02/12/2008 - 13:23

Investors give thumbs down to rate cut

02/12/2008 - 13:23

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Investors have reacted negatively to the Reserve Bank's 100 basis point rate cut, with a benchmark index taking a hit shortly after the rate reduction was announced.

Investors have reacted negatively to the Reserve Bank's 100 basis point rate cut, with a benchmark index taking a hit shortly after the rate reduction was announced.

Prior to the RBA announcement, the All Ordinaries index was at 3549.8 points but then dipped sharply to 3522.4 points in four minutes after the rate cut.

The RBA lowered rates by 100 basis points to 4.25 per cent in a bid to ward off the impact of slower world economic growth on an already soft Australian economy.

At 15:22 AEDT, the All Ordinaries was trading at 3503.4 points.

The 100 basis point rate cut was broadly in line with market expectations, with analysts previously forecasting a rate cut of between 75bps to 125bps.

Economists are tipping further rate cuts next year, however the size of the reduction is likely to be less aggressive compared to the last four rate cuts.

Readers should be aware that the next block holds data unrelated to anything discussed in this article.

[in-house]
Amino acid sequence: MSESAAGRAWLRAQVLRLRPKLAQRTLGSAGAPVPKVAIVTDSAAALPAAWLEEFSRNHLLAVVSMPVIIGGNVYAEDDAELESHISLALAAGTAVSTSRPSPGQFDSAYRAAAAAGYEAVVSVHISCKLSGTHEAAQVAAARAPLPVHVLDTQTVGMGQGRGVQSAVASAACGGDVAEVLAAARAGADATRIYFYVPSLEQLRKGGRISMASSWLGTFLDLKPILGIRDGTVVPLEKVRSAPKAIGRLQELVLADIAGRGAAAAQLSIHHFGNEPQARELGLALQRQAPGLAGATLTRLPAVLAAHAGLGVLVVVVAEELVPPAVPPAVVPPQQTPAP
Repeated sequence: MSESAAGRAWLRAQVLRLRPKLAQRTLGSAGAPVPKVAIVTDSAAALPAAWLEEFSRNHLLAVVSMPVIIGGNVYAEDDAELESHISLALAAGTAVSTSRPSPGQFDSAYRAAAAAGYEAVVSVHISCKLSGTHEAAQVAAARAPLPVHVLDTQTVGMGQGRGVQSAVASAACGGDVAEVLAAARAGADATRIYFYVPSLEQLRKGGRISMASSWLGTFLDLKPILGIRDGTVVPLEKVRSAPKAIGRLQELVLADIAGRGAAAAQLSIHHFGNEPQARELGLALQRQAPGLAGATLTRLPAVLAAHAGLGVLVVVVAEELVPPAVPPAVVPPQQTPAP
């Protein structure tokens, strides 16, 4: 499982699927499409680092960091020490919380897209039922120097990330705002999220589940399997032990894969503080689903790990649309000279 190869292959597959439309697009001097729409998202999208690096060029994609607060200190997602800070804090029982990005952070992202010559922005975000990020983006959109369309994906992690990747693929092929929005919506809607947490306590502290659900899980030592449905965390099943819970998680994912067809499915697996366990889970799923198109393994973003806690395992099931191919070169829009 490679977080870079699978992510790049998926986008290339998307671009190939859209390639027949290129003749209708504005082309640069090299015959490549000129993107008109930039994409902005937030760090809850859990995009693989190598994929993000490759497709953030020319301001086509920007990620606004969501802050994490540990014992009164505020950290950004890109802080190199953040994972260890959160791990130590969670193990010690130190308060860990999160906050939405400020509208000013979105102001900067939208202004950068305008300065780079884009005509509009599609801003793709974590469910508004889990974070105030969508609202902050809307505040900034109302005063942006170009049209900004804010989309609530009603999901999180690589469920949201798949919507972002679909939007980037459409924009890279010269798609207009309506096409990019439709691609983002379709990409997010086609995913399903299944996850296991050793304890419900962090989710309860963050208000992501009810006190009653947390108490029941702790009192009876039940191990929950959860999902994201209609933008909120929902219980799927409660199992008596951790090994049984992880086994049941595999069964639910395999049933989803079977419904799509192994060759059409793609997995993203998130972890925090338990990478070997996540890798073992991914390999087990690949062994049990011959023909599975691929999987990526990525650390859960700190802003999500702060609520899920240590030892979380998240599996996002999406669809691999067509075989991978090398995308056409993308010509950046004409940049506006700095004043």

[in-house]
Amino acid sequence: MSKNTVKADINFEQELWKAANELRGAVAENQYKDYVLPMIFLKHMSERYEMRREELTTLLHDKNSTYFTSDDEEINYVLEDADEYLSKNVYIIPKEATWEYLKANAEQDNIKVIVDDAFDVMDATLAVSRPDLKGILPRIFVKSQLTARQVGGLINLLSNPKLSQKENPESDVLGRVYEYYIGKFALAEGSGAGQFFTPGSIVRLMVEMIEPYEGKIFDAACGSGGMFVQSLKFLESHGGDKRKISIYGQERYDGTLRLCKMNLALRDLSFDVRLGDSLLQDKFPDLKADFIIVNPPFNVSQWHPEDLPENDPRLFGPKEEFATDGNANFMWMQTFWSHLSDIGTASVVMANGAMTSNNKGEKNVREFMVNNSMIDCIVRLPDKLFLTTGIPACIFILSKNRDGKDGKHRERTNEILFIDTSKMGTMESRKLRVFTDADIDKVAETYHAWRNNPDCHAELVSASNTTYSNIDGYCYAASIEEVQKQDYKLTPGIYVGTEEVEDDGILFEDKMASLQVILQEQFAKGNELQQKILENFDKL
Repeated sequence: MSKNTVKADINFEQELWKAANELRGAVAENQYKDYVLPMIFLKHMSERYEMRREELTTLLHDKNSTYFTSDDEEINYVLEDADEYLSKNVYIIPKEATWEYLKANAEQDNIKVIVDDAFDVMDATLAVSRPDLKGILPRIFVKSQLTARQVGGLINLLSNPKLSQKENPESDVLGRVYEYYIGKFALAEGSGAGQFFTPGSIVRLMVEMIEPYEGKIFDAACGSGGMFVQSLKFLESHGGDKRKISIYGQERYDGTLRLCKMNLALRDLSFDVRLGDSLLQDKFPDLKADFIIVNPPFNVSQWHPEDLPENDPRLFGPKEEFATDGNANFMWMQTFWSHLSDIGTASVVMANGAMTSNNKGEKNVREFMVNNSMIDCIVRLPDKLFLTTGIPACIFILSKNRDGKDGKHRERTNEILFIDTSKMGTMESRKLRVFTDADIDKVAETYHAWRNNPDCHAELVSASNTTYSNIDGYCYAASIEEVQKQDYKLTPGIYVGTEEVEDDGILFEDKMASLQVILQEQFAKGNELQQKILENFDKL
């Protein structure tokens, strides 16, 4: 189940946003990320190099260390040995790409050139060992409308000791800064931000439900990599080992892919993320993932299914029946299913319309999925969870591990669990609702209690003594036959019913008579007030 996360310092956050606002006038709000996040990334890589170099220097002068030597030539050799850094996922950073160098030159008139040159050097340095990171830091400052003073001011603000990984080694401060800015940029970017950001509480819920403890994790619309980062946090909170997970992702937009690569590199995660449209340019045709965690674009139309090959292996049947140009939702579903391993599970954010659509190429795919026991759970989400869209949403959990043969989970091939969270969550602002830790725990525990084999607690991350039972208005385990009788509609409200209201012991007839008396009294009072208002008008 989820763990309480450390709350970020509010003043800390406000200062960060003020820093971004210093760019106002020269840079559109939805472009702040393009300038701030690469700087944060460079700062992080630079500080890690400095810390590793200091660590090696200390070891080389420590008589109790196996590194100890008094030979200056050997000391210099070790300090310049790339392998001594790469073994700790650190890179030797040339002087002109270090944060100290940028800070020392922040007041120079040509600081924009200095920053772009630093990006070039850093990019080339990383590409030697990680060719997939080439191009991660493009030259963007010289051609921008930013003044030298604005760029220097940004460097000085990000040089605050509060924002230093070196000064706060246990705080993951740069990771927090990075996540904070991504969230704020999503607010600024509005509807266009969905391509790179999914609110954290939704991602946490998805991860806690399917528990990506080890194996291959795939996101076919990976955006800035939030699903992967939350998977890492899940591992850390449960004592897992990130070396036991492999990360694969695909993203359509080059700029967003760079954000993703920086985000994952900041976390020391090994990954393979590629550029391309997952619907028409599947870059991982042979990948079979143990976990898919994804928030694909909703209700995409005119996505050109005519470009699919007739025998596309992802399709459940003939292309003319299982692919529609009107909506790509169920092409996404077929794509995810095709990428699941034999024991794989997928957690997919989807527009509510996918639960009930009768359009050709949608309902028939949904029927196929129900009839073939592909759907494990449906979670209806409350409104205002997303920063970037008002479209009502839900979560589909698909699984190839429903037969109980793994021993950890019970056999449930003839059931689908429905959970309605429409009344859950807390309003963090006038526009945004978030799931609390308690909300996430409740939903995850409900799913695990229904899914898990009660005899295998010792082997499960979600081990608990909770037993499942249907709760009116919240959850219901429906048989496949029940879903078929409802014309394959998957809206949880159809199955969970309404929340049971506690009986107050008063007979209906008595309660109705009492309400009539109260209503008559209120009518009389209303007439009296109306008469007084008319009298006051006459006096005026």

The official cash rate has not ventured below 4.25 per cent since the 1960s.

Commonwealth Bank of Australia chief economist Michael Blythe said the RBA was likely to cut by a further 50 basis points in February.

"Policy is now into expansionary territory ... we're at a level the RBA would like to see," he said.

"It's a brave call to say there aren't any more rate cuts out there but you need more negative data to get large, rapid-fire rate cuts."

The total 300 basis points worth of cuts since September is the deepest set of rate cuts since early 1990, when the RBA eased monetary policy ahead of a recession.

RBC Capital Markets senior economist Su-Lin Ong said the the RBA had undone six years worth of rate rises since September.

"They have undone six years (of rates rises) in little over three months," she said.

"They are back to their historic low of 4.25 per cent."

Ms Ong said the RBA was moving in line with other central banks in front loading rate cuts "very aggressively".

"It is very much driven by the deteriorating global growth backdrop and pretty fragile markets," she said.

Further rate cuts are likely, just the sizes would be smaller as the central bank waits for the impact of the various stimuli flowing through the economy, Ms Ong said.

"It is quite clear from the statement that they feel there is a lot of stimulus in the Australian economy that now needs to work its way through the system," she said.

"Not just the monetary side, but the fiscal stimulus, the weaker Australian dollar and petrol as well."

"The door is still open for more cuts, but it is probably likely to be more modest."

 

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